Just noting these things to read later, as I have just a few minutes before boarding:
Finally, The Cut's financial-advice columnist Charlotte Cowles describes how she fell for a financial scam.
As I'm trying to decide which books to take with me to Germany, my regular news sources have also given me a few things to put in my reading list:
Finally, the North Atlantic has near-record jet streams again this week, approaching 360 km/h, and shaving 45 minutes off the DC–London route. I would love that to happen Wednesday.
A few months ago a Chicago Parking Enforcement Agent (PEA) tried to give me a ticket while I was paying for the parking spot online. I kept calm and polite, but I firmly explained that writing a ticket before I'd even finished entering the parking zone in the payment app might not survive the appeal.
Yesterday I got another parking ticket at 9:02pm in a spot that has free parking from 9pm to 9am. The ticket actually said "parking expired and driver not walking back from meter." Note that the parking app won't let you pay for parking beyond 9pm in that spot. Because, again, it's free after 9pm. That didn't stop the PEA, so now I actually will appeal, and I'll win. But it's a real pain.
Again, I thank Mayor Daley for jamming through the worst public financial deal in the history of the United States.
Meanwhile, I didn't have time to read all of these at lunch today:
- Almost as shocking as the realization that privatizing parking meters games the system in favor of private interests against the general public, it turns out so do traffic impact studies.
- The Illinois Board of Elections voted unanimously to reject an effort to keep the XPOTUS off the Republican Party primary ballot, citing an Illinois Supreme Court ruling that excludes the Board from constitutional questions.
- Former South Carolina governor Nikki Haley (R) won't win the Republican nomination for president this year, but she will make the XPOTUS froth at the mouth.
- Of course, she and others in her party persist in trying to make their own voters froth at the mouth, mostly by lying to them about the state of the economy, cities, and other things that have gone pretty well since 2021.
- Of course, perhaps the Republican Party lies so much to cover their demonstrable incompetence at governing?
- Christopher Elmensdorf warns that the clean energy bill winding through the Democratic offices on Capitol Hill will lead to endless NIMBYism—not to mention bad-faith blockage by fossil-fuel companies.
- For only $120,000 a year, this consultant will get your kid into Harvard.
- Helmut Jahn's new building at 1000 S. Michigan Ave. looks super cool.
I will now go back to work. Tonight, I will schedule my parking appeal. Updates as conditions warrant.
Last year continued the trend of getting back to normal after 2020, and with one nice exception came a lot closer to long-term bog standard normal than 2022.
- I posted 500 times on The Daily Parker, 13 more than in 2022 and only 6 below the long-term median. January, May, and August had the most posts (45) and February, as usual, the least (37). The mean of 41.67 was actually slightly higher than the long-term mean (41.23), with a standard deviation of 2.54, which may be the lowest (i.e., most consistent posting schedule) since I started the blog in 1998.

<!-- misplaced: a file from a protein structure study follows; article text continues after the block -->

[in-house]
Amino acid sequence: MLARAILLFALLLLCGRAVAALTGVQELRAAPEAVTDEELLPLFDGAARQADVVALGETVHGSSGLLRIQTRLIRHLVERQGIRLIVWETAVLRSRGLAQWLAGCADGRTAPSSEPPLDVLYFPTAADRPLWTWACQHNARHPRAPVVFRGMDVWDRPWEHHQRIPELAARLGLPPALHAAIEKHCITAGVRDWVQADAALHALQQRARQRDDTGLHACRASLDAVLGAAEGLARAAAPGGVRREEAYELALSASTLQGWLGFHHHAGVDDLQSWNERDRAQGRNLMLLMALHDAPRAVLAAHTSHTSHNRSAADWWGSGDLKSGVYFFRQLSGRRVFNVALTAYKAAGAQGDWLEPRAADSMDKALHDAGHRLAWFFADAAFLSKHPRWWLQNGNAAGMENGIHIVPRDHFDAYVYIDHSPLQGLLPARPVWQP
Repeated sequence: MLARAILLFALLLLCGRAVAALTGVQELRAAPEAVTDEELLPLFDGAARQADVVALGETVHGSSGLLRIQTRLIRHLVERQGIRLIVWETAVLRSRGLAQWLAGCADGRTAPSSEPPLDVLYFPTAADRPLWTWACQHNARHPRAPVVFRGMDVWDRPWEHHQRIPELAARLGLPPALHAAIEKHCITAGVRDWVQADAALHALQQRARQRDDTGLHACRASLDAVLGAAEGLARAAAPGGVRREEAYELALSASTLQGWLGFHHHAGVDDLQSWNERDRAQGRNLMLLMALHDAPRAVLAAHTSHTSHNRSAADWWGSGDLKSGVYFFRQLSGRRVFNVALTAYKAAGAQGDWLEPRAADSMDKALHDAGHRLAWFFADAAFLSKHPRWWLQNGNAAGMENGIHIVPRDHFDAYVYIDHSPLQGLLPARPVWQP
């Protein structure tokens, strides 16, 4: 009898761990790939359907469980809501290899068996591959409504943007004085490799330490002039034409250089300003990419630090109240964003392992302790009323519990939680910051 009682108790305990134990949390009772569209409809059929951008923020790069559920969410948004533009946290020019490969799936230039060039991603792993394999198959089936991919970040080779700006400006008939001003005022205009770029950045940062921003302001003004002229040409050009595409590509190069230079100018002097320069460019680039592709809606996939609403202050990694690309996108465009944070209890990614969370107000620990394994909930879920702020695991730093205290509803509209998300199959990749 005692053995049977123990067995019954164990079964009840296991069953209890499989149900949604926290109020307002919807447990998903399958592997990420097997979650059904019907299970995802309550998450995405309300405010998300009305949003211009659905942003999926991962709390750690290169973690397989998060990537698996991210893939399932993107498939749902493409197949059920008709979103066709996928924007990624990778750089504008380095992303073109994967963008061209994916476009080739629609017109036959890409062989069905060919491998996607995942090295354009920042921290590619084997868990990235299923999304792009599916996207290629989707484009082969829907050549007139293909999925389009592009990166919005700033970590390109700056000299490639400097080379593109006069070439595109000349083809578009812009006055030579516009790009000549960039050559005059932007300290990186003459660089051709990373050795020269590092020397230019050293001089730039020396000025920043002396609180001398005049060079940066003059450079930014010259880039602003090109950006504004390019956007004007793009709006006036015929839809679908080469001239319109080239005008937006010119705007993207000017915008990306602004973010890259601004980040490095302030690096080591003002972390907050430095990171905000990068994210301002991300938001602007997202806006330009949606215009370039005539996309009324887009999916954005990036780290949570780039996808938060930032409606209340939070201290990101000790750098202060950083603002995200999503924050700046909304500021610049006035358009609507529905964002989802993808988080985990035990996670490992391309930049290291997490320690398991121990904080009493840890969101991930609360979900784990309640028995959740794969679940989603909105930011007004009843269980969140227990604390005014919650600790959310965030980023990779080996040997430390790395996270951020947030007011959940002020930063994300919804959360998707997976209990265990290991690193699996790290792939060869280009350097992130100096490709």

- Flights went up slightly, to 12 segments and 20,541 flight miles (up from 10 and 16,138), the most of either since 2018:
- I visited 5 countries (the UK, Czechia, Austria, Slovakia, and Germany) and 5 US states (California, Wisconsin, Arizona, Indiana, and Michigan). Total time traveling: 156 hours (up from 107).
- Cassie had more fun last year than 2022 as my team went from 2 to 3 days in-office (meaning more time at day camp). She got 372 hours of walks (up from 369) and at least that many hours of couch time.
- Total steps for 2023: 4,619,407 steps and 3,948 km (average: 12,655 per day), up from 4.54m steps and 3,693 km in 2022. I hit my step goal 341 times (327 in 2022), which wasn't bad at all. I also did my longest walk ever on September 1st, 44.45 km.
- Driving? I did several trips to Michigan in the summer, but still only drove 5,009 km (down from 5,925) on 87 L of gasoline (down from 144), averaging 1.7 L/100 km (136 MPG). That's the best fuel economy I've ever gotten with any car for a full year. I last filled up July 30th, and could conceivably go through January on what I've got left in the tank, but it's always best to keep your tank full in super-cold weather.
- Total time at work: 1,905 hours at my real job (up from 1,894) and 73 hours on consulting and side projects, including 640 hours in the office (up from 580), but not including the 91 hours I spent commuting (down from 103). How did I add 60 hours in the office while cutting 12 hours off my commute, I hear you ask? Simple: I live closer to the Metra than I used to, and the 6-10 minutes a day adds up.
- The Apollo Chorus consumed 247 hours in 2023, with 166 hours rehearsing and performing (cf. 220 hours just on the music in 2022). We had fewer performances and an easier fall season, which made a huge difference.
- As for media consumption, I'll leave that to its own post tomorrow.
In all, not a bad year. I hope the trends continue for 2024, though I do expect a few more blog posts this autumn...
Climate scientist Rollie Williams explains the Kingdom of Saudi Arabia's not-so-secret plan to get "every molecule" of hydrocarbons out of the ground:
Seriously. You can almost hear them twiddling their mustaches and tying the maiden to the tracks in this one.
Ordinarily I'd quote Upton Sinclair, but the government of KSA completely understands the thing. Then again, with temperatures on the Arabian peninsula routinely cresting 45°C and sometimes exceeding 50°C, what do they think will happen if their plans to burn all those fossil fuels succeed?
Paris, Barcelona, and Brussels have taken back streets for pedestrians, streets never designed for cars:
Strategies vary, from congestion charges, parking restrictions and limited traffic zones to increased investment in public transport and cycle lanes. Evidence suggests that a combination of carrot and stick – and consultation – works best.
A startling statistic emerged in Paris last month: during the morning and evening rush hours, on representative main thoroughfares crisscrossing the French capital, there are now more bicycles than cars – almost half as many again, in fact.
The data point is the latest to comfort Anne Hidalgo, the Socialist mayor, who since she was first elected in 2014 has pursued some of the toughest anti-car policies of any major city – starting with closing the 1970s Right Bank Seine expressway to traffic.